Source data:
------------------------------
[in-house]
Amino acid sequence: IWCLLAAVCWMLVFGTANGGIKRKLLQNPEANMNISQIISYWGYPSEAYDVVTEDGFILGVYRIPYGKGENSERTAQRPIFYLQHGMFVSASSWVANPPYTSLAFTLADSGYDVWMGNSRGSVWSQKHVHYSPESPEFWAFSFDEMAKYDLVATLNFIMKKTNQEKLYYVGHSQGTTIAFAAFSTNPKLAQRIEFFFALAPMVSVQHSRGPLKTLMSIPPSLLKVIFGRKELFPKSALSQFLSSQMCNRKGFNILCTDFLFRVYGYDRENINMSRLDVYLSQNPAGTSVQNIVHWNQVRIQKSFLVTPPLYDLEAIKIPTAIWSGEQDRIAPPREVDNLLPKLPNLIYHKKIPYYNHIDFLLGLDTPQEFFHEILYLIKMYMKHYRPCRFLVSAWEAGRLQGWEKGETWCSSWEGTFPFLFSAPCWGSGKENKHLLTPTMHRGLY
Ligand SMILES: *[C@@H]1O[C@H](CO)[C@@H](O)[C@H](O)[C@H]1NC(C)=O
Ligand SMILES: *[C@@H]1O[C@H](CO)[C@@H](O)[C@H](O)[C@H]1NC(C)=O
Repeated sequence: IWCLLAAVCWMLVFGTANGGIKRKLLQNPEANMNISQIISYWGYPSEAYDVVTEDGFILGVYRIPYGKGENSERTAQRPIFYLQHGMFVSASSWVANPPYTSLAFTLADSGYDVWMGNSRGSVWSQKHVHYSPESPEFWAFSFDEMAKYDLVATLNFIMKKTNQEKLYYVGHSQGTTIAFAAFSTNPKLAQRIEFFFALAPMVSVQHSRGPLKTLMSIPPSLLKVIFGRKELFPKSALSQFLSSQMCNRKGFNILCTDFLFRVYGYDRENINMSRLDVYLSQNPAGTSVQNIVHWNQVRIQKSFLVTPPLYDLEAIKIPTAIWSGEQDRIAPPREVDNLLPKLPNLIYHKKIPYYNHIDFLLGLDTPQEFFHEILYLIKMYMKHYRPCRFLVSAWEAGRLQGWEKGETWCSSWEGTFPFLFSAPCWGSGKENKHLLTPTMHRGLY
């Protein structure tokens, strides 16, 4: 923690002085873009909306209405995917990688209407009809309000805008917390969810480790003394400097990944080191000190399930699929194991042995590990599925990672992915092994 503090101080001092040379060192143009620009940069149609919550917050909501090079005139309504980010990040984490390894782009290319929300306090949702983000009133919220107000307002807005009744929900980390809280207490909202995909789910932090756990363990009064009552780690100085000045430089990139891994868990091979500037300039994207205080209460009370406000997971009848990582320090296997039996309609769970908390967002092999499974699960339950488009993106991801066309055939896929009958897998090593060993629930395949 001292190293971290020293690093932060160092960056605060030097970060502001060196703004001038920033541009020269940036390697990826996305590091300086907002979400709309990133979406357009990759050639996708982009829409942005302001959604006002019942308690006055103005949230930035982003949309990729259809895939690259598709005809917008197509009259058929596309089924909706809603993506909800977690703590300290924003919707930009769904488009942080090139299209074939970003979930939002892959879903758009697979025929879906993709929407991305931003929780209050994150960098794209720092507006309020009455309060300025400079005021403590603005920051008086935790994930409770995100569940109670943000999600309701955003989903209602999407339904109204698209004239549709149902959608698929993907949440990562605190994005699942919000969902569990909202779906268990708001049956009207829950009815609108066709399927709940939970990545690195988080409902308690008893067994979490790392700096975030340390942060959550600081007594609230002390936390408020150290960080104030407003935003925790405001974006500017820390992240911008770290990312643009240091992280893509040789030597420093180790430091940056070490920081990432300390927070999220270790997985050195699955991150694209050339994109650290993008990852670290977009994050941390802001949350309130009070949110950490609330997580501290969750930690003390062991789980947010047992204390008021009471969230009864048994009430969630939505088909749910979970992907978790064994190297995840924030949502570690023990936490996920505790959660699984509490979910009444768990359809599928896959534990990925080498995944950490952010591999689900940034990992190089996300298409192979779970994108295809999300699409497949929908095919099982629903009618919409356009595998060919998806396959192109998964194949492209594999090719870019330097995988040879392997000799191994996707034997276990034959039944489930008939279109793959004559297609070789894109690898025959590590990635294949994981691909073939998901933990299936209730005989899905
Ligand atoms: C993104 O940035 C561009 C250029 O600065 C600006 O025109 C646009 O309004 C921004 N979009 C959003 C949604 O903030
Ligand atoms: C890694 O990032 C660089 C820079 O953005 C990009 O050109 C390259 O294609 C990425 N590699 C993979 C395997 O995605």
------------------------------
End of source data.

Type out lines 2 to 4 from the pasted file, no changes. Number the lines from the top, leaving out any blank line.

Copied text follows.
Amino acid sequence: IWCLLAAVCWMLVFGTANGGIKRKLLQNPEANMNISQIISYWGYPSEAYDVVTEDGFILGVYRIPYGKGENSERTAQRPIFYLQHGMFVSASSWVANPPYTSLAFTLADSGYDVWMGNSRGSVWSQKHVHYSPESPEFWAFSFDEMAKYDLVATLNFIMKKTNQEKLYYVGHSQGTTIAFAAFSTNPKLAQRIEFFFALAPMVSVQHSRGPLKTLMSIPPSLLKVIFGRKELFPKSALSQFLSSQMCNRKGFNILCTDFLFRVYGYDRENINMSRLDVYLSQNPAGTSVQNIVHWNQVRIQKSFLVTPPLYDLEAIKIPTAIWSGEQDRIAPPREVDNLLPKLPNLIYHKKIPYYNHIDFLLGLDTPQEFFHEILYLIKMYMKHYRPCRFLVSAWEAGRLQGWEKGETWCSSWEGTFPFLFSAPCWGSGKENKHLLTPTMHRGLY
Ligand SMILES: *[C@@H]1O[C@H](CO)[C@@H](O)[C@H](O)[C@H]1NC(C)=O
Ligand SMILES: *[C@@H]1O[C@H](CO)[C@@H](O)[C@H](O)[C@H]1NC(C)=O